Agents of Napoleon in Egypt: 1801 to 1815
In September 1801, the French Army left Egypt after a
presence of three years. The preliminaries of peace between
French Republic and Turkey were signed on October 9th 1801
and Colonel Sebastiani was sent to Constantinople with a
mission to the Sultan Selim III. After the departure of the
French army, Egypt returned to the Turkish power.
Napoleonic historians often are not interested in Egypt
after the end of the French power (September 1801). However,
the history of Franco-Egyptian relations after this event
needed to be studied, as it was the time of the birth of
state of Egypt.
The treaty between France and Turkey was signed at Paris
on June 25th 1802, some months after the Treaty signed at
Amiens between France and England. The treaty signed on May
28th, 1740, between Louis XIV and the Sultan Mahmoud I was
confirmed and Bonaparte got the same rights and privileges
for the French in the Ottoman Empire as before 1798. General
Brune was sent by Bonaparte as an Ambassador to
Constantinople, with instructions that France was to recover
the first rank at that place.
After the departure of the French from Egypt, the three
forces allied to drive them away were soon in opposition and
there was civil war and anarchy in Egypt. Egypt was
unstable, the Turkish authorities were hard for the people
to tolerate, and the English remained too long in
Alexandria, controlling one of the keys of Egypt. The
Egyptians regretted the French departure and respected the
name of Bonaparte; he was venerated with enthusiasm and
Colonel Sebastiani had good relations with Egyptian
Six months after, Lesseps and Drovetti arrived in
Alexandria on June 2nd, 1803. The situation in Egypt was
confused and Lesseps wrote on July 15th, 1803, to French
ambassador Brune at Constantinople that so many interests
and so many foreign plots made it very inextricable. He
decided to go to live at Cairo and to let to his colleague
Drovetti live at Alexandria. He was very well received at
Cairo; the crowd was huge and wanted to see him. Lesseps
trusted Mehemet Ali and the Albanese, because he thought
that they would one day take power.
At that time, Bonaparte sent another agent, Mazieres de
St. Marcel, to Egypt; he arrived at Rosette in May of 1804.
At the same time, Bonaparte sent Framery to Egypt to study
the situation in that country, its leaders and the influence
of England. He observed how the name of Bonaparte remained
Mehemet Ali became the Pacha in 1807, serving in the name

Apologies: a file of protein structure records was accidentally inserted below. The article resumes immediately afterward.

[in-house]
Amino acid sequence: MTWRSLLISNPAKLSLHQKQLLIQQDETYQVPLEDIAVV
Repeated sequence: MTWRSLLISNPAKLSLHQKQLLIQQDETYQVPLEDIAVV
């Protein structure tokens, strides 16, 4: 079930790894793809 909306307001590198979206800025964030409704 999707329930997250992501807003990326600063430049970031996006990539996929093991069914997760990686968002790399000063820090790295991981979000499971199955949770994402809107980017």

of the Sultan of Constantinople. After the departure of
Lesseps, Drovetti had the official responsibilities and
Felix Mengin, a merchant at Cairo, took the interim of the
French affairs. As did Lesseps, Drovetti considered Mehemet
Ali as the only person able to restore order in Egypt; he
tried to understand his intention and he assured him of
After the victories of Napoleon in Germany, Turkey
approached France; and France sent officers of Artillery and
Genie to Constantinople to help against attempts of invasion
from the English. In February 1807, England sent an army to
Egypt; at the peace signed at Tilsit, Napoleon retook the
Ionian islands and the English left Egypt. Drovetti helped
Mehemet Ali and the prestige of France was reinforced at
Constantinople as well as at Cairo. Mehemet Ali became the
primary political power in Egypt. The new situation allowed
French commercial interests in Egypt to increase.
We have seen the name of Framery who had some secret
missions. Other agents were also sent to Egypt (such as
Colonel Boutin in 1811) to observe the country; Boutin was
welcomed and gave much information to Paris. In 1812 and
1813, Boutin remained 16 months at Cairo.
Drovetti, a Bonapartist, was revoked at the fall of
Napoleon, but he remained in Egypt and, in 1821, became the
Consul General. A major activity of these agents was to
fight against the English influence and to prevent their
return to Egypt; to restore the credit of France, and to
protect the French merchants. On the political level they
recognized in Mehemet Ali the only man able to rule Egypt
and they had good relations with him since the beginning of
his political activities. England considered for a long time
that he was attached to French politics.
Thus French presence in Egypt was affirmed and Napoleon
remained in the mind of Mehemet Ali by admiration as well by
fear. Mehemet Ali found in the agents of Napoleon a very
useful counter balance to the great influence of England,
and with them and this strong cooperation, he became the
greatest Ottoman reformer of the 19th century.
Archives Nationales. AFIV Relations
extérieures; F12 Commerce extérieur.
Archives des affaires Etrangères:
Correspondance consulaire et commerciale:
Alexandria, Rosette, Damiette; Correspondance
politique, Dossiers personnels.
Archives de la Guerre, Armée d'Orient.
Beaucour Fernand, LAISSUS Yves et ORGOGOZZO Chantal,
La découverte de l'Egypte, (Paris, Flammarion,
1989, traduit en anglais)
Driault, Edouard, La politique orientale de
Napoléon, Sebastiani et Gardane, (Paris,
Faivre D'Arcier, Amaury, Les agents de Napoléon
en Egypte (1801-1815), (Levallois, Centre d'Etudes
Laurens, Henry, L'expédition d'Egypte
(1798-1801), (Paris 1989).